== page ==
اساس عصبی کنترل توجه پایدار و گذرا در بزرگسالان جوان مبتلا به ADHD
|کد مقاله||سال انتشار||مقاله انگلیسی||ترجمه فارسی||تعداد کلمات|
|38658||2009||10 صفحه PDF||سفارش دهید||محاسبه نشده|
Publisher : Elsevier - Science Direct (الزویر - ساینس دایرکت)
Journal : Neuropsychologia, Volume 47, Issue 14, December 2009, Pages 3095–3104
Abstract Differences in neural activation during performance on an attentionally demanding Stroop task were examined between 23 young adults with ADHD carefully selected to not be co-morbid for other psychiatric disorders and 23 matched controls. A hybrid blocked/single-trial design allowed for examination of more sustained vs. more transient aspects of attentional control. Our results indicated neural dysregulation across a wide range of brain regions including those involved in overall arousal, top-down attentional control, response selection, and inhibition. Furthermore, this dysregulation was most notable in lateral regions of DLPFC for sustained attentional control and in medial areas for transient aspects of attentional control. Because of the careful selection and matching of our two groups, these results provide strong evidence that the neural systems of attentional control are dysregulated in young adults with ADHD and are similar to dysregulations seen in children and adolescents with ADHD.
نتیجه گیری انگلیسی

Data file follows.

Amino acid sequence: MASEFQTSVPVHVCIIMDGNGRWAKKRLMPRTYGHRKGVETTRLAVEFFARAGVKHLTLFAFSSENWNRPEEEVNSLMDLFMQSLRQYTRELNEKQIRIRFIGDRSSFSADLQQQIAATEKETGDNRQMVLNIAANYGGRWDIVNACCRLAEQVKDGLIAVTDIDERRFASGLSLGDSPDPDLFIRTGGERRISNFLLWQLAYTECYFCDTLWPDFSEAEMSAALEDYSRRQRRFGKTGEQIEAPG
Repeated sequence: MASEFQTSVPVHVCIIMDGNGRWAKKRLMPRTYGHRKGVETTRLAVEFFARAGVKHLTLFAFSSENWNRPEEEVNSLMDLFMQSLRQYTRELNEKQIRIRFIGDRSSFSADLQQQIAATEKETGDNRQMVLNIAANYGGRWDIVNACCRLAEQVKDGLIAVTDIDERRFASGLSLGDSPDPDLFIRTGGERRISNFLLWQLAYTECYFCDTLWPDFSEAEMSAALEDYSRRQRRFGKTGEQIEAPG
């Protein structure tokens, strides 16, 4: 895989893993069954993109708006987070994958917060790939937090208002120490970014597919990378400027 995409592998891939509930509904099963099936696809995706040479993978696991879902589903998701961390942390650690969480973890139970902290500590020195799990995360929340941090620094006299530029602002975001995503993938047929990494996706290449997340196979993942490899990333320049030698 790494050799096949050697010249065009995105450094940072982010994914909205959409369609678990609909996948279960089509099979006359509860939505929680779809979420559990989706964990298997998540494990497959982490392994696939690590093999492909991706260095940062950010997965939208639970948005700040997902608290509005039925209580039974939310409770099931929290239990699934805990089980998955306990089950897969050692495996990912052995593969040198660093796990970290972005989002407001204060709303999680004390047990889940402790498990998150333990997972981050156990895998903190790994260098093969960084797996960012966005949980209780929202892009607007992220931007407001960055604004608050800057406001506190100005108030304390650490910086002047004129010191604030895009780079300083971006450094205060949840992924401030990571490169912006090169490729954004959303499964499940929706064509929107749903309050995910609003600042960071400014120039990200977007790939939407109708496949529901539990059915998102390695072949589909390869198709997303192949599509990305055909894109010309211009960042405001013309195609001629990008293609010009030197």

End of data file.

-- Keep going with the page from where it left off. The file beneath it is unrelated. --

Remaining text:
. Results 3.1. Behavioral results 3.1.1. Participant characteristics Unpaired t-tests indicated that participants with ADHD exhibited significantly elevated symptoms of ADHD in childhood and as young adults, as would be expected (see Table 1). In contrast, the two groups did not differ significantly on measures of Full Scale, Verbal, or Performance IQ estimated from the Matrix Reasoning and Vocabulary subtests, and there were no group differences on measures of reading or mathematics achievement. Overall, the analysis of our samples indicates they are well matched with regards to overall intellectual ability, but the ADHD group shows clear evidence of attentional dysfunction and significant functional impairment. Table 1. Descriptive characteristics of the Control and ADHD samples. Group t Control, M (SD) ADHD, M (SD) Descriptive characteristics Age 19.0 (0.9) 20.0 (1.7) 2.61* DSM-IV ADHD symptomsa Childhood Inattention 0.8 (1.0) 7.4 (2.0) 14.07*** Hyperactivity-impulsivity 1.0 (1.3) 6.8 (1.8) 12.55*** Current Inattention 0.9 (1.2) 6.6 (2.3) 11.81*** Hyperactivity-impulsivity 1.5 (1.2) 5.0 (2.2) 6.46*** WAIS-III estimated IQ scores Performance 113.5 (10.5) 114.4 (8.7) 0.31 Verbal 113.3 (10.5) 118.9 (12.7) 1.64 Full scale 113.4 (8.3) 116.6 (7.2) 1.42 WJ-III Reading and spelling Letter word ID 105.1 (8.9) 101.3 (9.8) 1.40 Word attack 100.4 (9.7) 100.3 (9.4) 0.05 Spelling 106.9 (7.9) 103.6 (8.5) 1.29 Math Calculations 110.7 (13.5) 106.2 (16.0) 0.93 Math fluency 102.3 (11.2) 95.5 (11.6) 1.93 Percent impaired χ2 Control, N (%) ADHD, N (%) Domain of functioning Global impairment (past 12 months) 5 (22%) 19 (83%) 17.1*** Management of responsibilities 0 (0%) 15 (65%) 22.3*** Academic functioning 1 (4%) 13 (57%) 14.8*** Social relationships 0 (0%) 16 (70%) 24.5*** Driving 2 (9%) 8 (35%) 4.6* Occupational functioning 2 (9%) 11 (48%) 8.7** Significant impairment in 1 or more domains 5 (22%) 23 (100.0%) 29.6*** Significant impairment in 2 or more domains 0 (0%) 19 (83%) 32.4*** * p < .05, ** p < .01, *** p < .001. a Parent and self-report ratings were combined to create the total symptom counts by coding each symptom as present if endorsed by either the parent or the participant (see Lahey et al., 2004). Table options 3.2. Stroop task 3.2.1. Reaction time An ANOVA on mean reaction time with a between-subjects factor of GROUP (ADHD, Control), BLOCK (congruent, neutral, incongruent) and TRIAL TYPE (block-specific, neutral frequent) yielded a significant three-way GROUP by BLOCK by TRIAL TYPE interaction (F(2,88) = 5.96, p < .005), which was driven entirely by block-specific trials (TRIAL by GROUP F(2,88) = 7.87, p < .001) and not by the neutral frequent trials (TRIAL by GROUP F(2,88) = .393, p = .69) (see Fig. 1A). Interference and facilitation were calculated as a percentage of RT on neutral trials. For across-block analyses, mean RT for all trials within a block were used (e.g., interference: mean RT for the incongruent block − mean RT for the neutral block/mean RT for the neutral block), while for within-block analysis, RT for the block-specific trials were compared to RT for the neutral frequent trials within that block (e.g., mean RT for the neutral frequent trials in the congruent block − RT for the congruent trials in the congruent block/RT for the neutral frequent trials in the congruent block). Thus, interference represents the percentage increase to which RT is slowed on incongruent trials relative to neutral trials. Likewise, facilitation represents the percentage increase to which RT is speeded on congruent trials relative to neutral trials. Both interference and facilitation index the degree to which individuals have difficulty complying with task demands and pay attention to the word rather than the ink color. Behavioral performance on the Stroop task for individuals with ADHD and ... Fig. 1. Behavioral performance on the Stroop task for individuals with ADHD and controls. (A) Reaction time and (B) accuracy. Performance is shown for each group separately for each of the three blocks. Within each block, performance on block-specific trials (left) as well as performance on neutral frequent trials (right) is shown. Errors bars represent plus and minus on standard deviation. Figure options Because meta-analyses suggest that poor performance on the Stroop task is often observed in individuals with ADHD (van Mourik et al., 2005 and Willcutt et al., 2005), the results were surprising as they revealed that interference was significantly greater for the control group than for the ADHD group both across blocks (t = 2.93, df = 44, p < .005) (ADHD: 9.8%, Controls: 15.5%) and within block (t = −2.40, df = 44, p < .025) (ADHD: 17.9%, Controls: 26.5%). In consideration of the fact that the ADHD group showed less interference, this measure was used as a covariate in specific fMRI analyses noted below to determine whether group differences in activation still existed even when behavioral performance was taken into account. Compared to controls, the ADHD group exhibited marginally increased facilitation across blocks (ADHD: 1.7%. Controls: −0.6%) (t = 1.90, df = 44, p = .064 two-tailed) and significant greater facilitation within blocks (ADHD: .5%, Controls: −4.3%) (t = 2.76, df = 44, p < .01). MacLeod and MacDonald have argued that facilitation (i.e., faster responses on congruent than neutral trials) indexes the degree to which individuals do not comply with task demands on congruent trials. Rather than identifying the ink color on these trials, individuals “cheat” on a certain proportion of congruent trials and read the word. Because reading is faster than ink color identification, their responses are speeded in comparison to neutral trials, on which no such cheating is possible. Hence, individuals with ADHD appear do not appear to be complying with task demands. In contrast, the control group is actually slowed by congruent trials compared to neutral trials, which is not without precedence ( Nealis, 1973 and Schulz, 1979). Finally, the degree to which the ink color interfered with processing, as defined by the sum of interference and facilitation, was shown not to differ between the two groups via an independent sample t-test (t = −1.72, df = 44, p > .05). 3.3. Accuracy An ANOVA on mean accuracy with the between-subject factor of GROUP (ADHD, Control) and the within-subject factors of BLOCK (congruent, neutral, incongruent) and TRIAL TYPE (block-specific, neutral frequent) yielded no effects or interactions with the factor of GROUP (see Fig. 1B). 3.4. Imaging results 3.4.1. Group differences in activation 184.108.40.206. Blocked analyses 220.127.116.11.1. Conditions vs. fixation The contrast of each block (i.e., congruent, incongruent, neutral) vs. fixation calculated separately was used to examine brain mechanisms engaged when ink color identification must be selected over word reading. Similar group differences emerged across all three types of blocks (see Table 2). Individuals with ADHD showed significantly less activity in left posterior DLPFC (BA 8/6) and left middle DLPFC (BA 9/46) than controls (see Fig. 2A). Table 2. Clusters that yielded significant differences between groups for blocked activity vs. fixation baseline. Region BA Max Z No. of voxels x y z Z value for each group individually Neutral vs. fixation baseline Control > ADHD *Middle frontal gyrus (L) 46 3.69 140 −42 30 24 CTRL 5.03 ADHD n.s. 2.42 *Precentral gyrus (L) 6 3.40 77 −50 4 36 CTRL 6.32 ADHD 3.52 ADHD > Control *Posterior cingulate (R) 23 4.59 1140 8 −46 20 CTRL −2.74 ADHD 2.59 *Insula (R) 13 3.54 802 34 −26 12 CTRL n.s. −2.10 ADHD 2.78 *Superior temporal gyrus (R) 22 3.61 408 60 −10 2 CTRL −3.22 ADHD n.s. 1.06 22 3.09 103 42 −58 12 CTRL −3.93 ADHD n.s. −0.07 *Superior temporal gyrus (L) 41 3.14 277 −46 −26 4 CTRL n.s. −2.41 ADHD n.s. 2.37 *Superior frontal gyrus (L) 8 3.94 338 −14 46 46 CTRL −4.27 ADHD n.s. 1.59 *Lingual gyrus (L) 17 3.68 266 −2 −94 −4 CTRL 2.90 ADHD 4.97 *Precuneus (L) 19 3.20 123 −34 −82 38 CTRL −4.34 ADHD n.s. 0.34 Medial frontal gyrus (R) 10 3.10 113 6 54 14 CTRL −3.48 ADHD n.s. 0.46 *Inferior frontal gyrus (R) 47 3.40 112 26 16 −28 CTRL −4.07 ADHD n.s. −0.75 Congruent vs. fixation baseline Control > ADHD *Middle frontal gyrus (L) 46 3.32 154 −46 32 28 CTRL 4.65 ADHD 2.70 *Middle frontal gyrus (L) 8 3.62 152 −48 6 40 CTRL 5.33 ADHD 2.77 ADHD > Control *Superior temporal gyrus (R) 22 3.39 269 60 −4 −2 CTRL −4.15 ADHD n.s. −0.64 *Superior temporal gyrus (L) 41 3.36 215 −40 −34 8 CTRL −4.32 ADHD n.s. −0.61 *Cingulate gyrus (R) 31 3.11 96 4 −48 30 CTRL −4.87 ADHD n.s. −2.17 Incongruent vs. fixation baseline Control > ADHD *Middle Frontal Gyrus (L) 9 3.29 54 −46 32 30 CTRL 4.80 ADHD n.s. 2.72 ADHD > Control * Insula (R) 13 3.37 571 44 −14 6 CTRL −4.31 ADHD n.s. −0.22 *Insula (L) 13 3.21 224 −40 −22 6 CTRL −5.63 ADHD −3.94 *Posterior cingulate (R) 29 3.39 469 6 −48 6 CTRL −4.66 ADHD n.s. −2.10 *Superior temporal gyrus (R) 22 3.26 254 42 −60 12 CTRL −3.90 ADHD n.s. 0.65 Superior temporal gyrus (L) 38 3.18 178 −34 0 −28 CTRL −4.89 ADHD n.s. −2.36 *Lingual (L) 18 3.48 153 0 −92 −2 CTRL n.s. 2.55 ADHD 5.34 Inferior occipital gyrus (R) 17 3.11 110 16 −90 −6 CTRL 3.68 ADHD 4.80 * Clusters sizes are also significant at p < .05 (Z = 1.96) when the behavioral covariate of mean RT for the relevant block (e.g., RT across all trials in the incongruent block) is included as a covariate. Table options On the other hand, individuals with ADHD showed more activity than controls across all three contrasts in a number of regions including the right insula, left and right superior temporal gyri, and posterior cingulate cortex. Inspection of the maps individually for each group revealed that individuals with ADHD did not deactivate these regions relative to fixation baseline as much as controls. Deactivation of the insula and superior temporal gyri may occur as a means to preclude linguistic processing of the word, while deactivation of posterior cingulate, a region considered part of the default network, may aid in meeting attentional demand. In sum, these findings suggest that compared to controls, young adults with ADHD show less engagement of brain regions that support top-down attentional control to task-relevant processes, show less disengagement of regions that process task-irrelevant material, and less disengagement of the default network. 3.5. Contrasts across conditions The control group showed more activity in posterior regions related to attentional control for the contrast of congruent > neutral blocks (left precuneus) and incongruent > neutral blocks (left inferior parietal lobule) (see Table 3). ADHD individuals exhibited more activity in right middle frontal gyrus for the contrast of incongruent > neutral and incongruent > congruent trials. This region often seems to become activated to meet increased attentional demand (e.g., Milham et al., 2003a and Milham et al., 2003b), and as such this finding may indicate that ADHD individuals need to recruit more brain regions than controls to meet similar attentional demands. The alternative possibility that engagement of this region by ADHD individuals undergirds their reduced behavioral interference is unlikely because when the degree of behavioral interference in RT is used as a covariate, these group differences remain. Table 3. Clusters that yielded significant differences between individuals with ADHD and controls in comparisons across blocks. Region BA Max Z No. of voxels x y z Z value for each group separately Congruent > neutral Control > ADHD Precunues (L) 7 3.38 116 −6 −60 32 CTRL n.s. 2.44 ADHD n.s. −1.72 Incongruent > neutral Control > ADHD *Supramarginal gyrus (L) 40 3.31 81 −58 −50 34 CTRL 4.32 ADHD n.s. 1.53 ADHD > Control *Cuneus (R) 7 3.22 140 2 −76 30 CTRL n.s 0.50 ADHD 4.75 *Middle frontal gyrus (R) 46 3.47 83 48 40 20 CTRL n.s. 1.03 ADHD 4.77 Incongruent > congruent ADHD > Control ∧Middle frontal gyrus (R) 46 3.18 72 54 34 18 CTRL n.s. −1.32 ADHD 3.09 * Clusters sizes are also significant at p < .05 (Z = 1.96) when interference (mean RT to all trials in the incongruent block − mean RT to all trials in the neutral block/mean RT to all trials in the neutral block) is considered as a covariate. ∧ Also significant at p < .05 (Z = 1.96) when the difference between interference and facilitation (mean RT to all trials in the neutral block − mean RT to all trials in the congruent block/mean RT to all trials in the neutral block) is included as a covariate. Table options 3.6. Single-trial analyses 3.6.1. Within block analyses The purpose of the single-trial within-block analysis was to examine the response to transient attentional demands that cannot be controlled via a static top-down attentional set across a block of trials. Because the single-trial contrasts compare trial types within a block, any attentional set for the block will be equivalent across the two trial types and hence will not contribute to any observed differences. The results from these analyses are presented in Table 4. Table 4. Clusters that yielded significant differences between individuals with ADHD and controls in the single-trial comparisons within block. Region BA Max Z No. of voxels x y z Z value for each group separately Incongruent > neutral (inc) Control > ADHD *Right thalamus 3.44 748 6 −22 0 CTRL 4.51 ADHD n.s. .70 *Cingulate gyrus (R) 24 3.16 138+ 6 14 28 CTRL 4.39 ADHD n.s. 1.25 Congruent > neutral (con) Control > ADHD ∧Inferior parietal lobule (L) 40 3.8 546 −38 −58 46 CTRL 4.05 ADHD n.s. −.22 Neutral block-specific > neutral frequent neutral Control > ADHD Parahippocampal gyrus (R) 30 3.33 459 24 −50 8 CTRL 2.46 ADHD n.s. −2.22 Lingual gyrus (R) 18 3.25 115+ 28 −76 −10 CTRL n.s. 1.57 ADHD −2.96 Clusters sizes marked with + are corrected for multiple comparisons within an a priori Stroop mask; other regions are corrected for multiple comparisons within a whole-brain search. * Remains significant at p < .05, Z = 1.96 when covariate of interference (RT incongruent trials within the incongruent block − RT neutral trials within the incongruent block/RT neutral trials within the incongruent block) is used as a covariate. ∧ Remains significant at p < .05, Z = 1.96 when covariate of facilitation (RT neutral trials within the congruent block − RT congruent trials within the congruent block/RT neutral trials within the congruent block) is used as a covariate. Table options The results indicate that brain activation also differs between ADHD individuals and controls in the face of transient attentional demands. For the contrast of incongruent > neutral trials within the incongruent blocks, controls exhibited more activity than individuals with ADHD in two regions, the thalamus and anterior cingulate cortex (BA 24) directly above the callosum (see Fig. 2B). As the thalamus serves to activate cortical regions, we speculate that contributions of this region to phasic increases to attentional demand are smaller in ADHD individuals. The lack of anterior cingulate cortex activity in the ADHD group is consistent with reports by others of atypical activation in adults with ADHD in this portion of the cingulate (Bush et al., 1999). An analysis including the degree of behavioral interference as a covariate indicated that these group differences remained, indicating that the smaller degree of behavioral interference in the ADHD was unlikely to be generating these group differences. Regions of significantly greater activity for controls than individuals with ... Fig. 2. Regions of significantly greater activity for controls than individuals with ADHD. (A) Blocked activity: regions of mid- and posterior dorsolateral prefrontal cortex in the contrast of congruent blocks vs. fixation blocks. (B) Single-trial activity: regions of the anterior cingulate cortex and thalamus in the contrast of incongruent trials vs. neutral trials within the incongruent block. Figure options The contrast of congruent > neutral trials within the congruent block revealed that controls but not individuals with ADHD activated a large region of the inferior parietal lobe (BA 40), spanning the intraparietal sulcus, which has been heavily implicated in attentional control. We speculate that for controls, top-down control is relatively low on congruent blocks, so intraparietal regions are recruited on congruent trials to help deal with the increased attentional demand (relative to neutral trials within the block). In contrast, based on the blocked analysis and their increased behavioral facilitation, individuals with ADHD are not complying with task demands, and may be reading the word on a certain proportion of congruent trials. Hence, congruent trials are not likely to engage these attentional control regions. The contrast of neutral infrequent vs. neutral frequent trials within the neutral block yielded marginally more activation in controls for a set of posterior regions including the right parahippocampal, right lingual and bilateral fusiform gyri, and right cuneus. These finding suggests more sensitivity on the part of the controls to stimulus-specific perceptual characteristics of the lower frequency of occurrence of the neutral infrequent items. In sum, these data suggest that certain portions of the brains of individuals with ADHD are not as sensitive as controls to the transient increase in attentional demands that occur on a trial-by-trial basis, including regions of posterior cortex sensitive to the perceptual characteristics of an item, thalamic regions most likely involved in cortical arousal, and portions of the dorsal anterior cingulate cortex, which we have previously argued are involved in late-stage selection (Milham & Banich, 2005). 3.7. Analyses of trial types in different blocks In the within-block single-trial analyses discussed above, the neutral frequent trials serve as our baseline. To examine whether this baseline was similar across blocks, we performed an across-block comparison of activation to the neutral frequent trials using the orthogonalization procedures within FSL. This procedure allowed us to calculate the event-related activity for neutral frequent trials independent of activity common to all trials within the block from which they were drawn (e.g., incongruent trial). What remains then is the transient response to these item types. These analyses suggested that there were minimal differences in activation between the groups for the neutral frequent trials across blocks (see Table 5). Table 5. Clusters that yielded significant differences between individuals with ADHD and controls in the single-trial comparisons across block. Region BA Max Z No. of voxels x y z Z value for each group separately Neutral frequent (inc) > neutral frequent (neut) Control > ADHD Hippocampus (L) 3.37 173 −34 −18 −16 ADHD n.s 2.11 Control 2.62 Substantia nigra (R) 3.18 171 14 −14 −12 ADHD n.s. −2.37 Control n.s. 2.13 Neutral frequent (Inc) > neutral frequent (cong) Control > ADHD Substantia nigra (R) 3.65 789 10 −28 −16 ADHD n.s. −2.04 Control 3.02 Incongruent–congruent Control > ADHD Inferior frontal gyrus (R) 47 3.06 112+ 48 16 −6 ADHD n.s. .27 Control 4.00 Clusters sizes marked with + are corrected for multiple comparisons within an a priori Stroop mask; other regions are corrected for multiple comparisons within a whole-brain search. Table options We similarly examined event-related activity for incongruent > congruent trials, orthogonal of the effect of block. Controls activated a region of right inferior frontal gyrus, implicated in inhibitory control (Aron, Robbins, & Poldrack, 2004) significantly more for incongruent than congruent trials, a difference that was absent for individuals with ADHD. This region did not yield a group difference in the blocked contrast, suggesting this region becomes involved in transient rather than sustained aspects of attentional control.